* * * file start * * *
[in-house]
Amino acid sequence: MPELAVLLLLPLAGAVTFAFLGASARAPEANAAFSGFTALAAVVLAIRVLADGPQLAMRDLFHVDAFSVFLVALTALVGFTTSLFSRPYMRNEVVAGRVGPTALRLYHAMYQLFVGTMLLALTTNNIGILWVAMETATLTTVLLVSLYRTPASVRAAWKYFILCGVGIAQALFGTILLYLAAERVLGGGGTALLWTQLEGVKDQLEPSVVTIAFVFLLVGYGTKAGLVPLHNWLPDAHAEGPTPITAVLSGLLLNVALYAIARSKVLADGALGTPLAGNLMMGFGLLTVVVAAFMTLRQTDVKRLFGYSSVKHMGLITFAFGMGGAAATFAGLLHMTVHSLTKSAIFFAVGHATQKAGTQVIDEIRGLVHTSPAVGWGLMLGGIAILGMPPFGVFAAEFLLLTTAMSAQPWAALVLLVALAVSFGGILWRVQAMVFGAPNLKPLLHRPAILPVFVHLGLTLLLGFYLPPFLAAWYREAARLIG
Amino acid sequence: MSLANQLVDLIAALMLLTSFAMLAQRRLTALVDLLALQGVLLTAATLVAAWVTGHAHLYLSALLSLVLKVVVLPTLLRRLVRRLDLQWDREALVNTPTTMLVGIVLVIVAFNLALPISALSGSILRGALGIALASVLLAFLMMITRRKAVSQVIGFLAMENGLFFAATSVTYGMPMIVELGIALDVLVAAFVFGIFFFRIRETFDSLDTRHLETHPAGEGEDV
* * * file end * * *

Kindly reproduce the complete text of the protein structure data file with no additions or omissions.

[in-house]
Amino acid sequence: MPELAVLLLLPLAGAVTFAFLGASARAPEANAAFSGFTALAAVVLAIRVLADGPQLAMRDLFHVDAFSVFLVALTALVGFTTSLFSRPYMRNEVVAGRVGPTALRLYHAMYQLFVGTMLLALTTNNIGILWVAMETATLTTVLLVSLYRTPASVRAAWKYFILCGVGIAQALFGTILLYLAAERVLGGGGTALLWTQLEGVKDQLEPSVVTIAFVFLLVGYGTKAGLVPLHNWLPDAHAEGPTPITAVLSGLLLNVALYAIARSKVLADGALGTPLAGNLMMGFGLLTVVVAAFMTLRQTDVKRLFGYSSVKHMGLITFAFGMGGAAATFAGLLHMTVHSLTKSAIFFAVGHATQKAGTQVIDEIRGLVHTSPAVGWGLMLGGIAILGMPPFGVFAAEFLLLTTAMSAQPWAALVLLVALAVSFGGILWRVQAMVFGAPNLKPLLHRPAILPVFVHLGLTLLLGFYLPPFLAAWYREAARLIG
Amino acid sequence: MSLANQLVDLIAALMLLTSFAMLAQRRLTALVDLLALQGVLLTAATLVAAWVTGHAHLYLSALLSLVLKVVVLPTLLRRLVRRLDLQWDREALVNTPTTMLVGIVLVIVAFNLALPISALSGSILRGALGIALASVLLAFLMMITRRKAVSQVIGFLAMENGLFFAATSVTYGMPMIVELGIALDVLVAAFVFGIFFFRIRETFDSLDTRHLETHPAGEGEDV